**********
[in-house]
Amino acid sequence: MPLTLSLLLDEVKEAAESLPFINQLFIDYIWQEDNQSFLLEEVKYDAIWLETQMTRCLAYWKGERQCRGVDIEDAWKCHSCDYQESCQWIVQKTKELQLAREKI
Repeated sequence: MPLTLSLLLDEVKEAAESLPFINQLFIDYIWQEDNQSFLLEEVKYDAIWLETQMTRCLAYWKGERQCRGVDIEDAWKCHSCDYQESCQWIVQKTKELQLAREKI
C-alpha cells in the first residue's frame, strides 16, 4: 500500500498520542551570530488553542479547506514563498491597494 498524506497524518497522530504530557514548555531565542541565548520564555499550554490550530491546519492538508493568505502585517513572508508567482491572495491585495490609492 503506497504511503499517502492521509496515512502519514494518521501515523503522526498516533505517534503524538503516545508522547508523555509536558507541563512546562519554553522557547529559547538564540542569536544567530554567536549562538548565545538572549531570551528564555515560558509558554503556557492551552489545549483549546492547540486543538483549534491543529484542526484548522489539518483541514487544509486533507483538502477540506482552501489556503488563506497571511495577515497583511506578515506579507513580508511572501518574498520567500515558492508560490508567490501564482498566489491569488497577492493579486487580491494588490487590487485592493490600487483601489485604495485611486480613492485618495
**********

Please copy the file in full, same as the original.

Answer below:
[in-house]
Amino acid sequence: MPLTLSLLLDEVKEAAESLPFINQLFIDYIWQEDNQSFLLEEVKYDAIWLETQMTRCLAYWKGERQCRGVDIEDAWKCHSCDYQESCQWIVQKTKELQLAREKI
Repeated sequence: MPLTLSLLLDEVKEAAESLPFINQLFIDYIWQEDNQSFLLEEVKYDAIWLETQMTRCLAYWKGERQCRGVDIEDAWKCHSCDYQESCQWIVQKTKELQLAREKI
C-alpha cells in the first residue's frame, strides 16, 4: 500500500498520542551570530488553542479547506514563498491597494 498524506497524518497522530504530557514548555531565542541565548520564555499550554490550530491546519492538508493568505502585517513572508508567482491572495491585495490609492 503506497504511503499517502492521509496515512502519514494518521501515523503522526498516533505517534503524538503516545508522547508523555509536558507541563512546562519554553522557547529559547538564540542569536544567530554567536549562538548565545538572549531570551528564555515560558509558554503556557492551552489545549483549546492547540486543538483549534491543529484542526484548522489539518483541514487544509486533507483538502477540506482552501489556503488563506497571511495577515497583511506578515506579507513580508511572501518574498520567500515558492508560490508567490501564482498566489491569488497577492493579486487580491494588490487590487485592493490600487483601489485604495485611486480613492485618495